As a continual celebration of the biophysics week, which was held from 12th to 18th March, we have asked group leaders about their experiences with biophysics. Today, let me introduce Professor Malcolm Irving, a professor of biophysics specialised in the study of skeletal muscle contraction using the fluorescence and X-ray techniques he has developed (click here to find out more about his research).
Professor Malcolm Irving
1. What got you interested in biophysics? I did a Physics undergraduate degree, but during that time got interested in biology through friends who were studying biology and medicine. I knew almost nothing about biology at first, but I wanted to make a career in research, and biology seemed to have lots of fascinating and unanswered questions. I thought that those questions might be amenable to the methods and concept of physics, although I was not really aware that there was a field called biophysics at the time.
2. Explain your area of research in two sentences. I’m interested in how the contraction of skeletal and heart muscle are regulated. Recently it became clear that the established model for this, which focuses on a transient increase in intracellular calcium, is only part of the story, and that the strength and duration of muscle contraction in health and disease are largely controlled by other mechanisms, which we are trying to uncover.
3. Who is your favourite biophysicist? It has to be Andrew Huxley, although I am aware that Susan Cox (Click here to check out her interview!) made the same choice. Because I worked on muscle contraction, I was lucky enough to know him. He worked out how nerve conduction works (research for which he won the Nobel Prize), then almost immediately after writing up the nerve papers, switched to research on muscle, on which he also made fundamental discoveries. He once described biophysics as ‘the interesting bits of physiology’. His work was characterised by a remarkable combination of technical and conceptual innovation.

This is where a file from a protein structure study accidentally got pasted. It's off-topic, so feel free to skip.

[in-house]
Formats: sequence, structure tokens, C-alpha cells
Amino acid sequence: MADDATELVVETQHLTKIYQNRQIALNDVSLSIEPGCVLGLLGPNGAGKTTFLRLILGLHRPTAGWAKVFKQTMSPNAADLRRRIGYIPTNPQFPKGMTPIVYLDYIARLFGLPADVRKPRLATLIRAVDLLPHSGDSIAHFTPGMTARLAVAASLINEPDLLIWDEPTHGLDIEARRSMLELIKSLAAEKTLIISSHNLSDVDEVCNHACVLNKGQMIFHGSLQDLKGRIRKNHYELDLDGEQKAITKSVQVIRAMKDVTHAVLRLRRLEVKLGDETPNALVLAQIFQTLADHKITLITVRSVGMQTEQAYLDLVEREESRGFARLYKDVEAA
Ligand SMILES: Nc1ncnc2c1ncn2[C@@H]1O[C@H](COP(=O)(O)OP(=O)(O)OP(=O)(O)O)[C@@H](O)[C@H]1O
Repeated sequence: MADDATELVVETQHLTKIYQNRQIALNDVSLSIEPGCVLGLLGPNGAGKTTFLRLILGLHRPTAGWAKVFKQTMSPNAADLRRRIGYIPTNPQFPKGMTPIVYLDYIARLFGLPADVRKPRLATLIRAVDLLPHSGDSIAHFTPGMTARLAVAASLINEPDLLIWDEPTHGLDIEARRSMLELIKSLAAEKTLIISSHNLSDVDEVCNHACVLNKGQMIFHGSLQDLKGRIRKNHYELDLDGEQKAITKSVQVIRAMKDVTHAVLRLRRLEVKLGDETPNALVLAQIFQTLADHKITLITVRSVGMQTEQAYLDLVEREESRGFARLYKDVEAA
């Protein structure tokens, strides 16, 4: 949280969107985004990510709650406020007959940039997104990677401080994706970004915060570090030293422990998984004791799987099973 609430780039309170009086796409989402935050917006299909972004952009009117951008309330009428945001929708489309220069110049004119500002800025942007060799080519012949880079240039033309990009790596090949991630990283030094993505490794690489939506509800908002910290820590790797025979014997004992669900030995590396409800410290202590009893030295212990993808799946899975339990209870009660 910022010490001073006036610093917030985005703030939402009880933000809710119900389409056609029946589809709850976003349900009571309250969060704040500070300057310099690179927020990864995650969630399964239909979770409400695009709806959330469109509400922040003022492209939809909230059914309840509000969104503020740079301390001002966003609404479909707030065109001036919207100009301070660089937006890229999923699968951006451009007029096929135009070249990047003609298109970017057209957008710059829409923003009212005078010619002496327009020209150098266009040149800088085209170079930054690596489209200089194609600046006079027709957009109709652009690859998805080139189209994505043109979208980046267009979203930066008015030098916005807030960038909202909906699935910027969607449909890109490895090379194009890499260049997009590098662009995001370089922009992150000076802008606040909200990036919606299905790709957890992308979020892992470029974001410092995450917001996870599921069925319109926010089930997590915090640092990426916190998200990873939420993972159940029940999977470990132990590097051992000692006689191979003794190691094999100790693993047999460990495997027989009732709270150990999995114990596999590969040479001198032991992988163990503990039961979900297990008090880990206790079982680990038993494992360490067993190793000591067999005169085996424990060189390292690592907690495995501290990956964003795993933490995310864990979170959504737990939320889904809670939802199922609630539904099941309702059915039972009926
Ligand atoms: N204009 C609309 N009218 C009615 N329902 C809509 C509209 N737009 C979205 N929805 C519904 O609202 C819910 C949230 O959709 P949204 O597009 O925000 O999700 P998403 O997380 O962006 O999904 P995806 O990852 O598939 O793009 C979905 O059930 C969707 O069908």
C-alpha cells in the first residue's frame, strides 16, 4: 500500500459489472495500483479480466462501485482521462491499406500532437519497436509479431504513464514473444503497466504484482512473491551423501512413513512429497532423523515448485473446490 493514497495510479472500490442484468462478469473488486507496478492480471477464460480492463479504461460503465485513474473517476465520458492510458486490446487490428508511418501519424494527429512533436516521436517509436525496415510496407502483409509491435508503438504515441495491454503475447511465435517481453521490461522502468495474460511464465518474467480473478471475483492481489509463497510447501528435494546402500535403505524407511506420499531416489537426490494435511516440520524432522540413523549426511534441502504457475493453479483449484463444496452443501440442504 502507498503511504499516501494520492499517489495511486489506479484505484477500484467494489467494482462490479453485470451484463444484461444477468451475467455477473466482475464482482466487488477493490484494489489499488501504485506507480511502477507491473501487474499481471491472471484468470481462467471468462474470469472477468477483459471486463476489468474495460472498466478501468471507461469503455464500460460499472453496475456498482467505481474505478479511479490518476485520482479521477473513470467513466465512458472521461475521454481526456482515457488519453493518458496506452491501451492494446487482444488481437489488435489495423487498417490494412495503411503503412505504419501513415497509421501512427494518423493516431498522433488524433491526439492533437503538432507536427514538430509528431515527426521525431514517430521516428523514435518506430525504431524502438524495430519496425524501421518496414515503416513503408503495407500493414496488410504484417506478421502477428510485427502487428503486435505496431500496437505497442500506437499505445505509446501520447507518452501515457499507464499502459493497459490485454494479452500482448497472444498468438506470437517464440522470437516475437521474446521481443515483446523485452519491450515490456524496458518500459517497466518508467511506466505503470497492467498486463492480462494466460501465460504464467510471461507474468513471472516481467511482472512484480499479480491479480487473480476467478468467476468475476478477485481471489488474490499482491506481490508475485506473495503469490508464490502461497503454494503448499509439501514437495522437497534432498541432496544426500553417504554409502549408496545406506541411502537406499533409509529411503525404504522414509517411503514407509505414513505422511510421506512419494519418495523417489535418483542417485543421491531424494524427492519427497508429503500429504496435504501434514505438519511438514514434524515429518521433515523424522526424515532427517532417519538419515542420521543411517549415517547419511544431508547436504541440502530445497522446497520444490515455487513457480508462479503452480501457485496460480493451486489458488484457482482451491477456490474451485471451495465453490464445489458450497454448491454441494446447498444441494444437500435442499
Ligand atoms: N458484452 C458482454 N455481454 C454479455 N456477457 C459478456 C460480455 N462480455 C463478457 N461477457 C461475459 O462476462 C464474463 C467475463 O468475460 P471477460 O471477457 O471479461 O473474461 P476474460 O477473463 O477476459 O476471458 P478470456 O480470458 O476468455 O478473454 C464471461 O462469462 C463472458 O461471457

4. What is your favourite biophysical technique? I’ll choose an unusual one that is useful for studying the organisation and function of muscle proteins – X-ray fibre diffraction*. Because muscle is so highly ordered on a scale of tens of nanometers it produces an X-ray diffraction pattern containing lots of structural information. With a very intense X-ray source, such as provided by a synchrotron, the diffraction pattern can be recorded from a single muscle cell with millisecond time resolution, allowing the changes in protein structure to be measured in the native cellular environment.
*X-ray fibre diffraction – This is a technique that involves shining an X-ray beam to fibrous material, which will diffract at different angles and a specific pattern will be generated. Scientists can then work out the structure of that particular molecule using those patterns.
5. Can you give us an example of biophysics applied in our daily lives? The direct value of biophysics is probably more in providing understanding of biological mechanisms, but that understanding can have a downstream effect on daily life. The classic and local example is the X-ray fibre diffraction experiments of Franklin, Wilkins and colleagues that led to the double helix model of the structure of DNA and the molecular mechanism of heredity. Although it took a huge amount of subsequent research to get to the current world of molecular genetics and genomic medicine, giving us earlier, more accurate diagnosis of disease and better targeted treatments, the discovery of the structure of DNA was an essential early step on that pathway.